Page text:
64 bit R on Mac

R comes in both 32 and 64 bit versions. The 32-bit R is the standard version and works just fine in most cases. However, if you are working with very large (e.g., 1 GB or more) datasets, you are going to be much better off using 64-bit R. Your operating system determines whether you have access to 32 or 64 bit computing. Luckily, Mac OS’s can do either, so it just depends on the particular program.

Why use 64-bit R? For 32-bit programs, you can only access up to about 3.5Gb of RAM before the program runs out of memory (in R, this comes across as an error reading something like “cannot allocate vector of size xxx Mb”). Of course, if your system has less than 3.5Gb of RAM to begin with, then there is no need to switch to 64 bit. However, if your system has over 3.5Gb RAM and your R sessions are approaching this limit, 64-bit R is for you.

To install 64-bit R on a Mac, go to this website: http://r.research.att.com/. If you run into problems with the official instructions, search through the r-sig-mac listserve posts about it or post a question there yourself.

There are several options for installing 64-bit packages in R. Usually, simply calling install.packages() in R will successfully install 64-bit packages:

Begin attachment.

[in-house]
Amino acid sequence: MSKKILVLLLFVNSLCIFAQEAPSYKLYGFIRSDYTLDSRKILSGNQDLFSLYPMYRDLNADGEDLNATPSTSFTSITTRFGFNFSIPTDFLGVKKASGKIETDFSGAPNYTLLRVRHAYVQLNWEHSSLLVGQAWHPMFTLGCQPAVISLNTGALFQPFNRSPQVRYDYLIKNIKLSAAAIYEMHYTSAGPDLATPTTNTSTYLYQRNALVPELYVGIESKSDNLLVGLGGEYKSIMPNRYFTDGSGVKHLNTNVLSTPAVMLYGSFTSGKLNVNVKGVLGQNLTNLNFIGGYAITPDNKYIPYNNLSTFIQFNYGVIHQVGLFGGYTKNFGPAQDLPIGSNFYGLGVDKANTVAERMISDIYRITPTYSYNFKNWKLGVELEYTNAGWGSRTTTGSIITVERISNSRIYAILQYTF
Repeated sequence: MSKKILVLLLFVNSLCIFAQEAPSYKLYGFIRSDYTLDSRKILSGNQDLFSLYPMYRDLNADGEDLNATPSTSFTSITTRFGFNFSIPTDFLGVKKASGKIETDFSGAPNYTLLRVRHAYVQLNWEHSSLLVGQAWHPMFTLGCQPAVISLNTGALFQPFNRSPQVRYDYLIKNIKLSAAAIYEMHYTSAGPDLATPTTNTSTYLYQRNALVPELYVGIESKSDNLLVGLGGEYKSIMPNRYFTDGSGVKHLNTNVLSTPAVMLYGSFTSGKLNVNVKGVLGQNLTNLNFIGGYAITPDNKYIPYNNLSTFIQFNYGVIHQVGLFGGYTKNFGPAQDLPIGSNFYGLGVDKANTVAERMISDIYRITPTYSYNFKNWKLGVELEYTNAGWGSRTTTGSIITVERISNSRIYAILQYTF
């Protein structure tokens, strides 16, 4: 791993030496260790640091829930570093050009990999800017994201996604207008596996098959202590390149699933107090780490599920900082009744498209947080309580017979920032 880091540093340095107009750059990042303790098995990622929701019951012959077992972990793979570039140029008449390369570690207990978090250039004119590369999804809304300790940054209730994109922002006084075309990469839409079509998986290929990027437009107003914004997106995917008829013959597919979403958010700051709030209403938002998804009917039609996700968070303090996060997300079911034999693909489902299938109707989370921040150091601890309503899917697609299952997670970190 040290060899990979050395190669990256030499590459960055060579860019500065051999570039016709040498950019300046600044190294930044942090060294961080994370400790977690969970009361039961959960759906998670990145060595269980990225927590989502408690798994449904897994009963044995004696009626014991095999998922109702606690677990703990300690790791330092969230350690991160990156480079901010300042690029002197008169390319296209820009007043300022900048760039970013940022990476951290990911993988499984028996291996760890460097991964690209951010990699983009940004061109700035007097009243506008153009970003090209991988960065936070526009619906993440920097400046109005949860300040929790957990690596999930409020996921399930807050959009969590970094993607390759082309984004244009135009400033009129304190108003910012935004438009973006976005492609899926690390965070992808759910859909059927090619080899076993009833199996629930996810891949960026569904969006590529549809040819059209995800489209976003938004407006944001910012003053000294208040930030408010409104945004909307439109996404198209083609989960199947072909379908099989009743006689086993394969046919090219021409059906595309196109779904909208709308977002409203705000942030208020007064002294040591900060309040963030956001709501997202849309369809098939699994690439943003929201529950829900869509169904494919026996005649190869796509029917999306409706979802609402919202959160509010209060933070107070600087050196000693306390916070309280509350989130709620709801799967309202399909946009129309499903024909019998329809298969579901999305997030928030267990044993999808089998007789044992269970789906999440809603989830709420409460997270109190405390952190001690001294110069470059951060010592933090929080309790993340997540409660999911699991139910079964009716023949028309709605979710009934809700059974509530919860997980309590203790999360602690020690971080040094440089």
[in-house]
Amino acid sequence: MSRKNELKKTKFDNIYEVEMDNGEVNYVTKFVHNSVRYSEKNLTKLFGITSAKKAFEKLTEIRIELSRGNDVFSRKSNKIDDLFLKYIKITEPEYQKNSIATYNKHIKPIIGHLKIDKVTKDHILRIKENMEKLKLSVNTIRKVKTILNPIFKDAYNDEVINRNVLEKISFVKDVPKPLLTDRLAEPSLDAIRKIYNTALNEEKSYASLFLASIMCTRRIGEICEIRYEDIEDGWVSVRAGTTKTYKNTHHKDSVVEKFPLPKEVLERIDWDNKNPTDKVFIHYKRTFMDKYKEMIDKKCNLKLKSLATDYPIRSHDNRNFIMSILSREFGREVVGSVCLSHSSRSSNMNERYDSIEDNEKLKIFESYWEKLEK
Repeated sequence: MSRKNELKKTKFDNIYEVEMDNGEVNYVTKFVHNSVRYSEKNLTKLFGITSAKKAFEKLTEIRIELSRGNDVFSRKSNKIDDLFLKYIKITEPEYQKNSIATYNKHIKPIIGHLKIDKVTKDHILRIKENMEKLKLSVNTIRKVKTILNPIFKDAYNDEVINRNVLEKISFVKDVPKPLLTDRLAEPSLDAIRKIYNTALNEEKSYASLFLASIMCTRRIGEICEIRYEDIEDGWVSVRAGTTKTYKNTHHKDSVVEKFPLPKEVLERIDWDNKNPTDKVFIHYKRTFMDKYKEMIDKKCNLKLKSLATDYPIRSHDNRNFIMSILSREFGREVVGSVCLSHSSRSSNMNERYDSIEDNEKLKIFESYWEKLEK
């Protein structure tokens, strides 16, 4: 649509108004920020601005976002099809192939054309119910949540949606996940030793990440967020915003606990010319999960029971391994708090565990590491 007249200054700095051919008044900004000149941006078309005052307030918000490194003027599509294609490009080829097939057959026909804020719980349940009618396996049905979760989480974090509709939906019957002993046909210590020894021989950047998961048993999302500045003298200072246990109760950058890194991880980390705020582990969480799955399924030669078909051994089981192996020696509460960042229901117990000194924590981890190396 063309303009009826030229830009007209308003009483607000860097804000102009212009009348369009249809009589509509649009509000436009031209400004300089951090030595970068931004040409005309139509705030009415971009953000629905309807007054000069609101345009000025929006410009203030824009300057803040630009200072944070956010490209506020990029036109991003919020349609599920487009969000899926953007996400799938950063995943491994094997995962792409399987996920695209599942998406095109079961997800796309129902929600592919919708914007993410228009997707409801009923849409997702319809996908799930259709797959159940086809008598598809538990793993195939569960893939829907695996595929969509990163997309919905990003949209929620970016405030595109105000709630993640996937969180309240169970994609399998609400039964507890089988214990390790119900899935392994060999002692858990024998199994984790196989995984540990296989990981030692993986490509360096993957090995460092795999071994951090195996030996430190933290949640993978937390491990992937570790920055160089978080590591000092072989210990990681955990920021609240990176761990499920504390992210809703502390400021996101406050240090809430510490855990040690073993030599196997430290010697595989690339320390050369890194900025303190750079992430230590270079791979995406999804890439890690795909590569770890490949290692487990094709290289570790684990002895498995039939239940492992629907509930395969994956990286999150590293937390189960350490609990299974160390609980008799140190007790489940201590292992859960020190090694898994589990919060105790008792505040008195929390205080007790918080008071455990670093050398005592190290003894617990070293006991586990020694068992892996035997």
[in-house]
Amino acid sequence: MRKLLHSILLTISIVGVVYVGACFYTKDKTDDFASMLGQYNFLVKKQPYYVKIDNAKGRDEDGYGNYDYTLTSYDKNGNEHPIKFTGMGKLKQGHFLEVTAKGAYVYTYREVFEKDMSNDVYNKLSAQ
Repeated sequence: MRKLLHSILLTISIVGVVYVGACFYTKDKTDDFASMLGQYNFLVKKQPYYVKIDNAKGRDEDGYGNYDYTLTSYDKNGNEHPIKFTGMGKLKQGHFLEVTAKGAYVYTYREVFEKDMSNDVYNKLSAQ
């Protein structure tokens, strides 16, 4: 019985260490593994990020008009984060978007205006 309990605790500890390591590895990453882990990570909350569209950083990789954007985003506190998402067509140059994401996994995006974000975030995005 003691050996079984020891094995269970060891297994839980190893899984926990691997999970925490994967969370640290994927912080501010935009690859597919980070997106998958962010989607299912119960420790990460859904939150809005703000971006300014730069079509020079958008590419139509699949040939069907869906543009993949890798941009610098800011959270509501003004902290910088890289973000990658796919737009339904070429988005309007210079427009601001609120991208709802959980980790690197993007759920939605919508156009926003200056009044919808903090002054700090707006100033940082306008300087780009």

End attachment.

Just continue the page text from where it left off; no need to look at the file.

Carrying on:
install.packages("foreach" , repos="http://lib.stat.cmu.edu/R/CRAN",dependencies=TRUE)
library(foreach) #will check if it is installed correctly

Sometimes, however, you’ll need to build packages from source. If, e.g., you get the following error:

Error: package 'multicore' is not installed for 'arch=x86_64'

Then you need to install from source. Go to the CRAN website, navigate to the “Packages” link and find the package you want. Then download the “Package source”. To build this source, use TERMINAL to navigate to where you downloaded the source package and type the following into terminal (this example assumes the multicore package is being built in 64-bit):

R --arch x86_64 CMD INSTALL multicore_0.1-3.tar.gz
R --arch=i386 CMD INSTALL --libs-only multicore_0.1-3.tgz

The first command installs the package multicore for 64-bit architecture. It will erase any existing ‘multicore’ library that exists at the default location where libraries are installed (Library/Frameworks/R.framework/Resources/library). The second command installs the package for 32-bit use in case you want that. Make sure on the second command to include the --libs-only option or else you’ll erase your 64-bit package and replace it with a 32-bit one.



PLEASE NOTE: THE INSTRUCTIONS BELOW ARE NOW (NOV 2008) OUT OF DATE. THEY WORKED FINE FOR R 2.7, BUT THE WAY TO INSTALL 64-BIT R HAS CHANGED AS OF R 2.8.0. I RECOMMEND THAT YOU DO NOT USE MY INSTRUCTIONS UNLESS YOU KNOW WHAT YOU’RE DOING. THE OFFICIAL INSTRUCTIONS - WHICH I RECOMMEND YOU TO USE - ARE AT http://r.research.att.com/. If you run into problems with the official instructions, search through the r-sig-mac listserve posts about it or post a question there yourself.